Monthly Archives: February 2011

Some Resources for Organizational Change

Is there a more often longed-for yet less often achieved workplace goal than bringing change to one’s organization?

The desire to shift the way things are in some large or small way likely reflects an innate creativity that’s part of the human condition. We long to leave our mark, and we can usually imagine some change in the conditions around us that would allow us to more effectively do so.

And yet, we simultaneously resist – consciously or not – many of the efforts those around us make to bring about organizational changes. What’s up with that?

Fortunately, many able thinkers have taken on this question. Here are a few resources for those interested in pondering this conundrum and putting their own change propositions in the best position for success.

First, a talk: on Wednesday this week (3/2), Dr. Marlesa Roney will present a talk on Effective Organizational Change at the KU Edwards Campus in Overland Park. Click here for details.

Second, a fabulous post from Heidi Grant Halvorson’s “Succeed” blog on the tendency to believe that whatever is older is better and the way this interferes with embracing the new.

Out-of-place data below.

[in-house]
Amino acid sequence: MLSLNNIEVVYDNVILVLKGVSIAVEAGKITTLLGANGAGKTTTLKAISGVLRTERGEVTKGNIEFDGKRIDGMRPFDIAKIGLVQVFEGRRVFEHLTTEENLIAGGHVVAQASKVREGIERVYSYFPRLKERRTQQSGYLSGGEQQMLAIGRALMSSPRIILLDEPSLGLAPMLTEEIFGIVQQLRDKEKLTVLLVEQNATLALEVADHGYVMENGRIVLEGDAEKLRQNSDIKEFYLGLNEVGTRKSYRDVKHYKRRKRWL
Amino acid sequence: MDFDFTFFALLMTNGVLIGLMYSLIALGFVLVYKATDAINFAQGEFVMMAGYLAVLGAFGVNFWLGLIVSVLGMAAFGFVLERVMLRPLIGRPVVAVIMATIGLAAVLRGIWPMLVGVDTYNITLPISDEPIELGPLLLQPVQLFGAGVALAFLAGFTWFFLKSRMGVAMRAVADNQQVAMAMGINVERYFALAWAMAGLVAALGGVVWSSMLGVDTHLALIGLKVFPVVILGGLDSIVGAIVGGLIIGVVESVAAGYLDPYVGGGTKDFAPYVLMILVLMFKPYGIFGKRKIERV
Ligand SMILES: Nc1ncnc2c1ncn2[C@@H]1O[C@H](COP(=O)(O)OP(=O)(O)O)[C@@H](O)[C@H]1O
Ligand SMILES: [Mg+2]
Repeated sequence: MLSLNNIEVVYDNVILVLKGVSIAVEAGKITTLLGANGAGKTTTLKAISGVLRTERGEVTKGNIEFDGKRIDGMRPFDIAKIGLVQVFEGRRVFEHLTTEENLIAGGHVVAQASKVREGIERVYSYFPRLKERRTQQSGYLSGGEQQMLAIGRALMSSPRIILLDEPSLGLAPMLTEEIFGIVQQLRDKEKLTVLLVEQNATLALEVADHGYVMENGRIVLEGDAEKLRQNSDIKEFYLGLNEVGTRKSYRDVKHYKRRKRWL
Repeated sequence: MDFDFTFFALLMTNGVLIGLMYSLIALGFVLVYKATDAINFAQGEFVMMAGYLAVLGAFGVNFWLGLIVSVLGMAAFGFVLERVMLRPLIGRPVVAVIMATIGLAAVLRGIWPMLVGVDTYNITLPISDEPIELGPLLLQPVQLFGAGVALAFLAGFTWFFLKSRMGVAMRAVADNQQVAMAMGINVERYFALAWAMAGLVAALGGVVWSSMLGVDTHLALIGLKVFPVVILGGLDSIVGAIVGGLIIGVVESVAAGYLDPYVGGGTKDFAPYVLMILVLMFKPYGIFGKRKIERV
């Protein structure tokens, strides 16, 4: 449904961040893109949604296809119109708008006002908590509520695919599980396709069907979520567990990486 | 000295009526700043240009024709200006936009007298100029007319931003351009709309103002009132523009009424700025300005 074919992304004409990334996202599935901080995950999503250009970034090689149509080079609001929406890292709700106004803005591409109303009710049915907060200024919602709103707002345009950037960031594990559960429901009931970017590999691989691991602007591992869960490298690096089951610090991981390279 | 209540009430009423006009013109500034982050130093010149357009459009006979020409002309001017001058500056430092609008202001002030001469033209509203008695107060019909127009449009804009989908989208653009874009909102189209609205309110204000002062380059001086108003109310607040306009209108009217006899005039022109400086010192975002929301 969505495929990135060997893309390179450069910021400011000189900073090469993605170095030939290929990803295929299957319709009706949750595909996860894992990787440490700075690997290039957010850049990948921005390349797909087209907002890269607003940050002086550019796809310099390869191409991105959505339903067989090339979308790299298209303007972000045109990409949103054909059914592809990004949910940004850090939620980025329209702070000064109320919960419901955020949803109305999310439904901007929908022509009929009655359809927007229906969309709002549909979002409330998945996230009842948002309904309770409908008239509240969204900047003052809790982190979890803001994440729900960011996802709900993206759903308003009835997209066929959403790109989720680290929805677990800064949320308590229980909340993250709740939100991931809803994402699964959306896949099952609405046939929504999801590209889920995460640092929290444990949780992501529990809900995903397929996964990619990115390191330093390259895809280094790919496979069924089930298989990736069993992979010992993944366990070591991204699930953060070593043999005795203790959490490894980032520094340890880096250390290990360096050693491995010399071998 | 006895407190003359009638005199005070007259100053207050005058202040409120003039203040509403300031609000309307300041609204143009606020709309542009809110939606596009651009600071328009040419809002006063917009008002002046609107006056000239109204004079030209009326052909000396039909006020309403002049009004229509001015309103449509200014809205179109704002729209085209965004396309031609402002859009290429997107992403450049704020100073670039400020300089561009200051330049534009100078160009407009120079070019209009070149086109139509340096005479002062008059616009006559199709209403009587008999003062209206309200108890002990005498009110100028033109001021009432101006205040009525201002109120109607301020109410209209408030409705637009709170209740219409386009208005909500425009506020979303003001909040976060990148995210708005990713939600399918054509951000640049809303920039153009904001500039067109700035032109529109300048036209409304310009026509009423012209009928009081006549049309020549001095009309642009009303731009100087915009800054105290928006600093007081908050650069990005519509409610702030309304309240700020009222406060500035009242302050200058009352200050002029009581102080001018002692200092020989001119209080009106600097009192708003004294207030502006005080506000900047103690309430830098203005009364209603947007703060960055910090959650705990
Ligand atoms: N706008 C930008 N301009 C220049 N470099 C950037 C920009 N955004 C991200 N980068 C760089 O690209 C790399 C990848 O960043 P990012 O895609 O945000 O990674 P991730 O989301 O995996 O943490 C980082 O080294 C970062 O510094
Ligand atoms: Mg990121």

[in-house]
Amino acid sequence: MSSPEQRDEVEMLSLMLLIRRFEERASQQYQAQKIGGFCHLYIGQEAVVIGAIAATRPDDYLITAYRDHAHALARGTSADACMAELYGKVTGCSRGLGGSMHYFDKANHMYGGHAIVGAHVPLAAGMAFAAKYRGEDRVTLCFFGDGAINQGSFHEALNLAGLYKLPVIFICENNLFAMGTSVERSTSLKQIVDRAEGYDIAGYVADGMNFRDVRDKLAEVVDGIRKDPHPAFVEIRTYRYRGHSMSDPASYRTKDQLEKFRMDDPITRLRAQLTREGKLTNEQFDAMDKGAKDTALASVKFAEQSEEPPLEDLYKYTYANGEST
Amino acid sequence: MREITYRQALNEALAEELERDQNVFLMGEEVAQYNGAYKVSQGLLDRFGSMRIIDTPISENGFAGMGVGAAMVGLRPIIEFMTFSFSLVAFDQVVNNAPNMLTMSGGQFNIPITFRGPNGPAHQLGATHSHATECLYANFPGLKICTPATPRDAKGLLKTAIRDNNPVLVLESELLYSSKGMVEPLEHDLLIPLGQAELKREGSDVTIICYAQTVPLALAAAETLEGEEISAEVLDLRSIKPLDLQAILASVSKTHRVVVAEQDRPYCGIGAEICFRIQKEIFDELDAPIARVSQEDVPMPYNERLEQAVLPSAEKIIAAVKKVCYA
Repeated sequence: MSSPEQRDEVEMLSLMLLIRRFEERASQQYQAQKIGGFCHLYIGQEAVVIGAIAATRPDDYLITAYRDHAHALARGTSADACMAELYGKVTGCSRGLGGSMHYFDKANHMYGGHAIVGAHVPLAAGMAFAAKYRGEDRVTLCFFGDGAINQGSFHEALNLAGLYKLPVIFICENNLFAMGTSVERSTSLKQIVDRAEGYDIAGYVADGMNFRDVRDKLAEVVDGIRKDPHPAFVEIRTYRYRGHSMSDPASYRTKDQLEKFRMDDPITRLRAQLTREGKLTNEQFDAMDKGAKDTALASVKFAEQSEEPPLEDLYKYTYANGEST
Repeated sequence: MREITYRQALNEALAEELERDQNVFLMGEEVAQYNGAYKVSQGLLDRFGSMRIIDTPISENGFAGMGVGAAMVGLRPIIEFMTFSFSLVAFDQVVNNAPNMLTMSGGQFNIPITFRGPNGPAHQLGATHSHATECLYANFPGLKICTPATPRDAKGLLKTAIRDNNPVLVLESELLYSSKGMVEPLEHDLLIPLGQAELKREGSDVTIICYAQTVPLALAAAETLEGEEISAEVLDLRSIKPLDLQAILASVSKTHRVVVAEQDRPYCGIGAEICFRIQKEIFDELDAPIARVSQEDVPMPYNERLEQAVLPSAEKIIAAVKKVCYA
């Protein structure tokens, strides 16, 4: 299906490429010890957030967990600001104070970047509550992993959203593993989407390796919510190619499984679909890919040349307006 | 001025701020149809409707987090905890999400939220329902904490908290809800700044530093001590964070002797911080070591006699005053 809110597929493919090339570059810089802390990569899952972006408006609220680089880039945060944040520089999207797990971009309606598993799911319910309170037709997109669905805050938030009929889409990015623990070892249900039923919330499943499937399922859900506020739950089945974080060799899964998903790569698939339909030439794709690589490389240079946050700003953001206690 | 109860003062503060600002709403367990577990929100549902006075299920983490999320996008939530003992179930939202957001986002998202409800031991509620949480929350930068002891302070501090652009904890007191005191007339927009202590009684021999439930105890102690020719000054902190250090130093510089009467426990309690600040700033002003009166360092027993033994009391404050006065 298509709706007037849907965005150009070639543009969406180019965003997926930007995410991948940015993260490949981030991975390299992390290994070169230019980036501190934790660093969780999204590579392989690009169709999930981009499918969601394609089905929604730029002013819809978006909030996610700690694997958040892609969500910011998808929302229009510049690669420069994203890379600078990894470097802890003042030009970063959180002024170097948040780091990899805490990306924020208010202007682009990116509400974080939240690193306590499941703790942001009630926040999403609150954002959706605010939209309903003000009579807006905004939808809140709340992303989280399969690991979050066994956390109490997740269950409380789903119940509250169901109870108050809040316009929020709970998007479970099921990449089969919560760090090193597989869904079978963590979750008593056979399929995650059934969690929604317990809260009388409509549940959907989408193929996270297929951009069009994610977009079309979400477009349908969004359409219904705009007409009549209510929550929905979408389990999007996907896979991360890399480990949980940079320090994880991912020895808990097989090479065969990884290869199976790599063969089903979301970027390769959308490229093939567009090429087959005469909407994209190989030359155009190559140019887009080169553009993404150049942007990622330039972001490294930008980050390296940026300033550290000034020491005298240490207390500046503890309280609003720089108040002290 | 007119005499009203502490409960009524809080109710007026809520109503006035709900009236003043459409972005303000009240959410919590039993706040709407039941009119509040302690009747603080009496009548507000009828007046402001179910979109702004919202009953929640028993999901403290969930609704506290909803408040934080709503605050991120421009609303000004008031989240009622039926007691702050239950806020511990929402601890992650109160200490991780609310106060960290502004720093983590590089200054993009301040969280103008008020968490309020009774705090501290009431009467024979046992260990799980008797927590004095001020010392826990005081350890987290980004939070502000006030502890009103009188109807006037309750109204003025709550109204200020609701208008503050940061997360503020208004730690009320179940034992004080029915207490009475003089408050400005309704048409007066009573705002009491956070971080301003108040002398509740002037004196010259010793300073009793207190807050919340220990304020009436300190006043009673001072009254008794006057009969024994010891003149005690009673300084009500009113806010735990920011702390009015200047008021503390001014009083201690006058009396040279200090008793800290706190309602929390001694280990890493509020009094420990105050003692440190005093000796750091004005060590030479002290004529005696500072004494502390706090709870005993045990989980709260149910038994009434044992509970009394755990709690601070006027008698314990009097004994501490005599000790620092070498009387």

Third, from Psychology Today: a leadership researcher and consultant’s look at the psychology behind habits and what managers need to know about brain research to help them work effectively with staff to overcome old habits and embrace the new.

And finally, a new book from ASTD called The Change Book, which invites us to “change the way you think about change.” Looks promising.

What tips can you share about successful organizational change projects you’ve observed or implemented?

The Need for Artisans in the Workplace

With the current transition in state government, there’s quite a bit of upheaval in some public agencies and a good bit of reorganization of structure and/or priorities and focus going on in others. Meanwhile, local governments and nonprofits are standing by to see what the year will bring for them, both in terms of state policy and tax revenues.

It’s a rather hectic time.

But it’s most certainly a moment of opportunity for news ways of addressing old challenges to emerge. We need new ideas, new designs and new ways of serving the people who are at the center of what we do. We need to get off the assembly line and once again become artisans.

Seth Godin put it this way yesterday:

“Perhaps we’re entering a new age of craftsmanship, one where we can see craft in the way a new business is devised, a sale is made or a website is coded. A craftsperson might be particularly talented and connected in the way she deals with clients, or be able to meet deadlines with alacrity.

“Just because it’s not in a crafts fair doesn’t mean it didn’t demand craft.”

What shifts for you if you think of your work as craft?